Effects of Air Pollution

Air pollution originates from a variety of natural sources such as forest fires, volcanoes, and windblown dust as well as the more deleterious anthropogenic (man made) sources such as auto emissions, power plants, heating units, and primary metal smelters.Unlike natural pollution,anthropogenic pollution can be mitigated or controlled and thereby limit pollution damages and costs.The six major or “traditional” air pollutants are carbon monoxide, ozone, particulate matter, sulfur dioxide, nitrogen dioxide, and lead.A second category of pollutants is referred to as toxic or hazardous air pollutantsThis category includes asbestos, benzene, vinyl chloride, beryllium, mercury, radionuclides, and arsenic.The “traditional” air pollutants are known to be causes and/or aggravators of respiratory tract problems, eye and throat irritation, asthma, impairment of some

cardiovascular functions, and lung damage to name a few.Toxic air pollution also has serious impacts on health.They have been found to contribute to lung disease, Leukemia, liver, spleen, kidney, and lymph damage, and a variety of cancers. Air pollution has been responsible for thousands of deaths in its most severe form such as the notorious 1952 “black fog” in London .While air pollution rarely becomes that severe, it clearly hurts human health in many ways.

History of Clean Air Efforts

As the costs and effects of air pollution have become more widely accepted as facts and not just environmentalist nightmares,efforts to limit and mitigate those effects have accelerated resulting in increasingly effective legislation.The first American responses to air quality problems were taken by the cities of Chicago and Cincinnati in 1881 in response to dense smoke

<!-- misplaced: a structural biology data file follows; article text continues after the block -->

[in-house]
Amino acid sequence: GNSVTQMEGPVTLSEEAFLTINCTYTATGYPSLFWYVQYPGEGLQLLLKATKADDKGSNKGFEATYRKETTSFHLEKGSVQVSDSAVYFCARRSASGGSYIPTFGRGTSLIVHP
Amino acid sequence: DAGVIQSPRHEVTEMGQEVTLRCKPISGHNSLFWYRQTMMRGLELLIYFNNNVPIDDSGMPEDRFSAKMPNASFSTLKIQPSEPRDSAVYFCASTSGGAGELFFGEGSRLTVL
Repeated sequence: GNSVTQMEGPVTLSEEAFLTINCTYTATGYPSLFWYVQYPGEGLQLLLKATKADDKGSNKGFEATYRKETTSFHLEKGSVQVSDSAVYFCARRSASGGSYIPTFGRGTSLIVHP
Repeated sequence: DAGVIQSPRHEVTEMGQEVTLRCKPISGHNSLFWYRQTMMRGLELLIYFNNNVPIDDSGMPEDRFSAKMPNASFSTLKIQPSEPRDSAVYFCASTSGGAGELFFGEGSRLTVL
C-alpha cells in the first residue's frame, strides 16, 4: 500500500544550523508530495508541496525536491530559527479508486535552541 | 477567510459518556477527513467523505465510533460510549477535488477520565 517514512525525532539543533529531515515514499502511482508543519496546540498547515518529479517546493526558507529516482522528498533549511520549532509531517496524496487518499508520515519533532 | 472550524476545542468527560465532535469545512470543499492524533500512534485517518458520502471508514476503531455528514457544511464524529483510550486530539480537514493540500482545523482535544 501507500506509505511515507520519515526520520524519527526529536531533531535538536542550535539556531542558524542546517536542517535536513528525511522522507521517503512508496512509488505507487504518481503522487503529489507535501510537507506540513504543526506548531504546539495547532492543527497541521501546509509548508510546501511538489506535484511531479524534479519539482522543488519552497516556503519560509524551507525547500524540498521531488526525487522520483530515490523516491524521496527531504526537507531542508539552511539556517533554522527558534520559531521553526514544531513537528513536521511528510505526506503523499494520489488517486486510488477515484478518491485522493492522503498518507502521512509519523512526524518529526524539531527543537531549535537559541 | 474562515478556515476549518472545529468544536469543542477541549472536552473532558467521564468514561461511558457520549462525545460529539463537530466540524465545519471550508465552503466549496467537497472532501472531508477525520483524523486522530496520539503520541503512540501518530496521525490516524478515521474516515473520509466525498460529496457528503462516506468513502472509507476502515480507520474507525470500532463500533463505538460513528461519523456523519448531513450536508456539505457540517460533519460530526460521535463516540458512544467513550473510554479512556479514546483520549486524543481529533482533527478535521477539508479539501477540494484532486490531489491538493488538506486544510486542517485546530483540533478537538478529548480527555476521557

Problems. Over the next 30 years, 23 other cities passed similar ordinances.By the 1930s and 1940s, some cities such as Pittsburgh and St. Louis had been forced to establish tough smoke ordinances and enforcement provisions that significantly increased air quality.Efforts to combat air pollution remained local until the first federal air pollution legislation was passed in 1955.This legislation, and subsequent efforts in 1960 and 1962 kept responsibility for reducing air pollution at the state and local level but began research and training on air pollution at the federal level with the Public Health Service in the Department of Health Education and Welfare (HEW).

The federal government began to take a more active hand in controlling air pollution with the 1963 Clean Air Act.This act provided for more research and education, federal enforcement authority to abate interstate pollution problems, and the development of air quality criteria.Although a landmark effort in many ways, this legislation retained state and local jurisdictions as primary enforcement and monitoring agencies. In 1965, the Clean Air Act was amended with the Motor Vehicle Air Pollution Control Act which authorized the Secretary of Health,Education, and Welfare to promulgate emission standards for motor vehicles.The resulting emission standards for all 1968 light-duty motor vehicles were the first federally mandated emission standards.The 1965 amendment also established the National Pollution Control Administration (NAPCA) to provide regulatory leadership for future pollution control efforts. As air quality continued to worsen and weaknesses or previous legislation became evident,Congress passed the Air Quality Act of 1967. Many of the components of the 1967 act provide the foundation for current air quality legislation.